19. 19. Policies, Procedures* (philosophy) • Privacy by Default/ Privacy by Design (operationalize) • Privacy Impact Assessments (operationalize) • Limit your IT Footprint, & only buy what you’ll use • Re-Use, standardise – don’t reinvent † – Open source, commercial Libraries – OWASP libraries – Commercial Emailer services • Stay on Supported Versions
  20. 20. Policies, Procedures* (philosophy, cont’d) • Use 2-Factor/ Multi-Factor/ Strong/ Two-Step authentication wherever practical • Leverage Amazon AWS IAM and similar • Know Before You Go (learn before using, especially OAuth) • Insurance (general business, also “Cyber”)* • Procedures, Checklists for when people leave your company • Change Management
  21. 21. Awareness • People, Process and Technology – Acceptable Use Policy • Subscribe everyone in your company to – SANS OUCH*, and/or – CyberHeist† newsletter, and/or – Front Page of the New York Times, El Mundo, … • Test your people – Phishing email test – Not just .EXE attachments, but .PDF, even . JPG, .MP3* – USB drive left sitting around with autorun binary on it, … • Check your Credit Card & Bank statements carefully
  22. 22. USB phishing test • Particularly if your company is Ayatollah, Inc.
  23. 23. Techie Things To Do • Change default passwords! • Encrypt everywhere where it’s easy to do – Disks, Android & iOS mobile devices – Network traffic (Web SSL, VPN) – Wi-Fi infrastructure – VoIP / SIP gateways • do Backups*,** • run Anti-Virus • have Vulnerability awareness/ perform Patching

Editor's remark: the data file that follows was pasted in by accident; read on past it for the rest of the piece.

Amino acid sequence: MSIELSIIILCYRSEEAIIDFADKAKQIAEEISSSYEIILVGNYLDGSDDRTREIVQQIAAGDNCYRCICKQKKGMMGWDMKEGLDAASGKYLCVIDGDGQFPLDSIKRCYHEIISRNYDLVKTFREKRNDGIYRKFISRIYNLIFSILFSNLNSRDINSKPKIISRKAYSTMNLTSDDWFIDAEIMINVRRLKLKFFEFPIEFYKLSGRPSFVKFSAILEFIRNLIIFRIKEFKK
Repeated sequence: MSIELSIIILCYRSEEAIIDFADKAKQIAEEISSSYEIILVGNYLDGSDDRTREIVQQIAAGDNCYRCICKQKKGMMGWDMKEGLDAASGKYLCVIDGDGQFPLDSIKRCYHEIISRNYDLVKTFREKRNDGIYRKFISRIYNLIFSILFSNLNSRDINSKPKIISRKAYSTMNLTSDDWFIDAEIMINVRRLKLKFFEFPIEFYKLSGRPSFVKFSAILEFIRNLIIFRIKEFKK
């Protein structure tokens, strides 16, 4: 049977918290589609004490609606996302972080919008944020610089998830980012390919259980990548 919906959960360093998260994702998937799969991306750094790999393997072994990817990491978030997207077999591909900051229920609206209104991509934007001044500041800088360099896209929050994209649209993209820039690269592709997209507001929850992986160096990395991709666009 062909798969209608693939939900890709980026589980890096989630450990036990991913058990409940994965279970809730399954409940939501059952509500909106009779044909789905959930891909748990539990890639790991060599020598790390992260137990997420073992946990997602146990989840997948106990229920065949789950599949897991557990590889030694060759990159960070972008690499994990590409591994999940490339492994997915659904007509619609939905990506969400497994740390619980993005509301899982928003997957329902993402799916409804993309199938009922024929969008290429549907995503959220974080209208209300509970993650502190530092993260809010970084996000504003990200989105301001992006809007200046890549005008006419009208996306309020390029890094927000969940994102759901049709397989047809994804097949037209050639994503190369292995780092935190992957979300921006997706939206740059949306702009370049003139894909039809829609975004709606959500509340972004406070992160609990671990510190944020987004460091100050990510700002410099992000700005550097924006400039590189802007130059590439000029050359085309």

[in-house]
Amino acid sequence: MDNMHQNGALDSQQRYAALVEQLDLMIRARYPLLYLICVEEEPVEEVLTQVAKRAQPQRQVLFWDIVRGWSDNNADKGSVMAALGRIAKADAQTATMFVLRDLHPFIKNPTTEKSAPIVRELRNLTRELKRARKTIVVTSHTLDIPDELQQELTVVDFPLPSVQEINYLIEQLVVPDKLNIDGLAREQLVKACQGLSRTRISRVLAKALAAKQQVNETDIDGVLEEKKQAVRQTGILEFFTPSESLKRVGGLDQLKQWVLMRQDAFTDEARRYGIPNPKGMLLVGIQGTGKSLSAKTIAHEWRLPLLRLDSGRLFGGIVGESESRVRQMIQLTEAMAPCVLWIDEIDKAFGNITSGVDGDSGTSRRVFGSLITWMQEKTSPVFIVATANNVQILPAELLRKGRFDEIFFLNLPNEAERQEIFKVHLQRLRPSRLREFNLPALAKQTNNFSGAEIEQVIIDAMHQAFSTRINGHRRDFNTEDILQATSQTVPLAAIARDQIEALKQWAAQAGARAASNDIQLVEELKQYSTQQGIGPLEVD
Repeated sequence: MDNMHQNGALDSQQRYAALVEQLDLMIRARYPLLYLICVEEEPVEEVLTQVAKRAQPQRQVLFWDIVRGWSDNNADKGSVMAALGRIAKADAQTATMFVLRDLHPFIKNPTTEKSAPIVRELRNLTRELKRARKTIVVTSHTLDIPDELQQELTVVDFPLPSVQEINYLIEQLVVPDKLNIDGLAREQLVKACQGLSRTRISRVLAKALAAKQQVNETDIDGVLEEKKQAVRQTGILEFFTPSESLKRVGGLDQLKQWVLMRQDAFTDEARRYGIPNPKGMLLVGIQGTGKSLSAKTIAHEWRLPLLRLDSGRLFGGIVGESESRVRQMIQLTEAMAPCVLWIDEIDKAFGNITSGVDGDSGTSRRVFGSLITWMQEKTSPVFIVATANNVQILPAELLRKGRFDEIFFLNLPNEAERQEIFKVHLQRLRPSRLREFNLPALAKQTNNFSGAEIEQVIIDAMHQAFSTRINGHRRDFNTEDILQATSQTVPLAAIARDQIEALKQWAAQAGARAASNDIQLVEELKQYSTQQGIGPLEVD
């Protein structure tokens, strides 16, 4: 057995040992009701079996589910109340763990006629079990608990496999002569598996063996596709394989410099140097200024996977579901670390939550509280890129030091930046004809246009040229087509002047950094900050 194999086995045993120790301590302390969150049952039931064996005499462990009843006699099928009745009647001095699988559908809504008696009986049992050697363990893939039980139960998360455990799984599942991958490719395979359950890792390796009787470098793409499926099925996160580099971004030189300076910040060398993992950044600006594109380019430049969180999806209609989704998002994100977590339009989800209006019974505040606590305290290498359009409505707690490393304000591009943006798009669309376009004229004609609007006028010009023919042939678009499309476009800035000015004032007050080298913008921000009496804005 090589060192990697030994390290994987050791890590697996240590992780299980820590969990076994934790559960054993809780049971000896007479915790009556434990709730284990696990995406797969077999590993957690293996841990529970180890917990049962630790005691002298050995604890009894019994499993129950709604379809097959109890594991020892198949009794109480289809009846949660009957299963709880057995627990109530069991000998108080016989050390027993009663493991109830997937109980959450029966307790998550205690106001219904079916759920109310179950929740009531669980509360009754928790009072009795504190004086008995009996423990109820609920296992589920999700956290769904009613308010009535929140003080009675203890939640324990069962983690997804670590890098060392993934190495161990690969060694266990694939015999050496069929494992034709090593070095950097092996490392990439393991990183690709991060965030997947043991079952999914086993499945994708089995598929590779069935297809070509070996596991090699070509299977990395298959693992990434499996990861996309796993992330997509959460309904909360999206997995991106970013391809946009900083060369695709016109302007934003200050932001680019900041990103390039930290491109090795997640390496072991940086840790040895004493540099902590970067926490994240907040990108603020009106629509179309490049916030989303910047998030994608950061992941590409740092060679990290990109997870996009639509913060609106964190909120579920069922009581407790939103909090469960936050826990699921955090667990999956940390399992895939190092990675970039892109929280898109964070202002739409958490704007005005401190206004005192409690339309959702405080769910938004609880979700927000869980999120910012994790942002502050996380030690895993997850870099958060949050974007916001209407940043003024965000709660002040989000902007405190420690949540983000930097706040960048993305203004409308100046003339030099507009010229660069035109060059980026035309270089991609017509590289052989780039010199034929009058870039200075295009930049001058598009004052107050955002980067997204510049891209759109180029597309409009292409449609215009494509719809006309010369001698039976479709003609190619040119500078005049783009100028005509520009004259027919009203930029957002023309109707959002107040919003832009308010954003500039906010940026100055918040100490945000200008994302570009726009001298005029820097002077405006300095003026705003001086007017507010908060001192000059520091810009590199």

24. 24. Techie Things To Do (cont’d) • UAC, sudo – Don’t compute as Root! • install Microsoft EMET • if you create Windows code, opt-in to – DEP, SEHOP, SafeSEH, ASLR • buy (and use!) a UTM appliance • enable Logging (& direct to different server)* • consider subscribing to Anti-DDoS protection • give your CFO a separate computer to do on-line banking…
  25. 25. Patching, Vulnerability awareness (desktop/client) • Windows – WSUS, InTune * • Secunia SmallBusiness* (beta), LANDesk Patch Manager*, BeyondTrust Retina free 256-IP edition • Deploy everything you can with auto-updating – More attacks come against apps today than against platforms – But make sure you trust the software vendor† • Choose commonly used, actively maintained products